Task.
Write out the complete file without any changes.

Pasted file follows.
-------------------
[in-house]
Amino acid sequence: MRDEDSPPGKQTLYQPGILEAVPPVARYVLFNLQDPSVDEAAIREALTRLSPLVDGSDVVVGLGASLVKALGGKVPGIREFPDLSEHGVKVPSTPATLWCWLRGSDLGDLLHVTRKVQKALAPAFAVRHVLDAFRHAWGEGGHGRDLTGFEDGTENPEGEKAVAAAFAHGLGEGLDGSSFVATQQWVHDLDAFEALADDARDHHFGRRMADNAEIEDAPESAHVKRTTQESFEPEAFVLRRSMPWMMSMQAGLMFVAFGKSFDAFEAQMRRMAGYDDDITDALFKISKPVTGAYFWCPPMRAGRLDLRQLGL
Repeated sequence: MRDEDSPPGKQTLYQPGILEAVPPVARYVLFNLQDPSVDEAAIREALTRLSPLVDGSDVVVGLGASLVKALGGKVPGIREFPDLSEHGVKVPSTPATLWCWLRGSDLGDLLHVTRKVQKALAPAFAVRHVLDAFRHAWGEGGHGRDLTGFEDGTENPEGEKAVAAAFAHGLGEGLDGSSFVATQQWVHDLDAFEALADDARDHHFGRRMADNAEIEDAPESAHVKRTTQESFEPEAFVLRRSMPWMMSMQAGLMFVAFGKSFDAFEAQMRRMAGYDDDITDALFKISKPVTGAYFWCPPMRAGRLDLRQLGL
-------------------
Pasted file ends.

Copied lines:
[in-house]
Amino acid sequence: MRDEDSPPGKQTLYQPGILEAVPPVARYVLFNLQDPSVDEAAIREALTRLSPLVDGSDVVVGLGASLVKALGGKVPGIREFPDLSEHGVKVPSTPATLWCWLRGSDLGDLLHVTRKVQKALAPAFAVRHVLDAFRHAWGEGGHGRDLTGFEDGTENPEGEKAVAAAFAHGLGEGLDGSSFVATQQWVHDLDAFEALADDARDHHFGRRMADNAEIEDAPESAHVKRTTQESFEPEAFVLRRSMPWMMSMQAGLMFVAFGKSFDAFEAQMRRMAGYDDDITDALFKISKPVTGAYFWCPPMRAGRLDLRQLGL
Repeated sequence: MRDEDSPPGKQTLYQPGILEAVPPVARYVLFNLQDPSVDEAAIREALTRLSPLVDGSDVVVGLGASLVKALGGKVPGIREFPDLSEHGVKVPSTPATLWCWLRGSDLGDLLHVTRKVQKALAPAFAVRHVLDAFRHAWGEGGHGRDLTGFEDGTENPEGEKAVAAAFAHGLGEGLDGSSFVATQQWVHDLDAFEALADDARDHHFGRRMADNAEIEDAPESAHVKRTTQESFEPEAFVLRRSMPWMMSMQAGLMFVAFGKSFDAFEAQMRRMAGYDDDITDALFKISKPVTGAYFWCPPMRAGRLDLRQLGL